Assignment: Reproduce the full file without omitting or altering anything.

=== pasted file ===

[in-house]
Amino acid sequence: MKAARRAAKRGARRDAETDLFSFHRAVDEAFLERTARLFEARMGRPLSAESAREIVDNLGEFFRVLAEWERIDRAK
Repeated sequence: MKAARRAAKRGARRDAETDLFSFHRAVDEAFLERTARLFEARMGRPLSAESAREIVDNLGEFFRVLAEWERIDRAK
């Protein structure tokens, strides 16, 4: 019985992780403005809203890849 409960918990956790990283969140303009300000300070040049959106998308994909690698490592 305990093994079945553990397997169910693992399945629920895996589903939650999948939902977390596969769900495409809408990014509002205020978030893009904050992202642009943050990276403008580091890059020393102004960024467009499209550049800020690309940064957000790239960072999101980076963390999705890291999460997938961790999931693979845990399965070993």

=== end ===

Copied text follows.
[in-house]
Amino acid sequence: MKAARRAAKRGARRDAETDLFSFHRAVDEAFLERTARLFEARMGRPLSAESAREIVDNLGEFFRVLAEWERIDRAK
Repeated sequence: MKAARRAAKRGARRDAETDLFSFHRAVDEAFLERTARLFEARMGRPLSAESAREIVDNLGEFFRVLAEWERIDRAK
């Protein structure tokens, strides 16, 4: 019985992780403005809203890849 409960918990956790990283969140303009300000300070040049959106998308994909690698490592 305990093994079945553990397997169910693992399945629920895996589903939650999948939902977390596969769900495409809408990014509002205020978030893009904050992202642009943050990276403008580091890059020393102004960024467009499209550049800020690309940064957000790239960072999101980076963390999705890291999460997938961790999931693979845990399965070993």